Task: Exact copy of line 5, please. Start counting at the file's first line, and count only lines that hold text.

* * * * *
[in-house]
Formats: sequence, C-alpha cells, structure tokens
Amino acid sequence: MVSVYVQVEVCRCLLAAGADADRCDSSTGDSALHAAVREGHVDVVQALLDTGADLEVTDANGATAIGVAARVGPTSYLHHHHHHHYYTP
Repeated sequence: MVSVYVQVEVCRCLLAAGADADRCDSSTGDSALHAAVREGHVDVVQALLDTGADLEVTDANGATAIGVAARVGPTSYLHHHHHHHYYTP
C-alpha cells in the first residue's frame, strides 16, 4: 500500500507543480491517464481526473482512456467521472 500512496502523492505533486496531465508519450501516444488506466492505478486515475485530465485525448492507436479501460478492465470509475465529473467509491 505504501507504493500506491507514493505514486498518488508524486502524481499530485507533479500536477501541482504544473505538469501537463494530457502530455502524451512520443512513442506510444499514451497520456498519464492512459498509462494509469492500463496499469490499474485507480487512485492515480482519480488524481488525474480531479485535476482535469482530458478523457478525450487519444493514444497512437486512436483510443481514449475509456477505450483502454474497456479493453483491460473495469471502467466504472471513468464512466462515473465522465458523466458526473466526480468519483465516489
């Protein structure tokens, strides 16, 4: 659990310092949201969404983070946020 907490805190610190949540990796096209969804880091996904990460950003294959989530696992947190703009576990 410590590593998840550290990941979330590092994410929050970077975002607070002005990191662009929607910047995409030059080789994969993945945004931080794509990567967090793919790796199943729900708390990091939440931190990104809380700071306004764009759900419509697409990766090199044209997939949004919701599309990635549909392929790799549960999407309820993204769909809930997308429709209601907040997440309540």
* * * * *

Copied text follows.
C-alpha cells in the first residue's frame, strides 16, 4: 500500500507543480491517464481526473482512456467521472 500512496502523492505533486496531465508519450501516444488506466492505478486515475485530465485525448492507436479501460478492465470509475465529473467509491 505504501507504493500506491507514493505514486498518488508524486502524481499530485507533479500536477501541482504544473505538469501537463494530457502530455502524451512520443512513442506510444499514451497520456498519464492512459498509462494509469492500463496499469490499474485507480487512485492515480482519480488524481488525474480531479485535476482535469482530458478523457478525450487519444493514444497512437486512436483510443481514449475509456477505450483502454474497456479493453483491460473495469471502467466504472471513468464512466462515473465522465458523466458526473466526480468519483465516489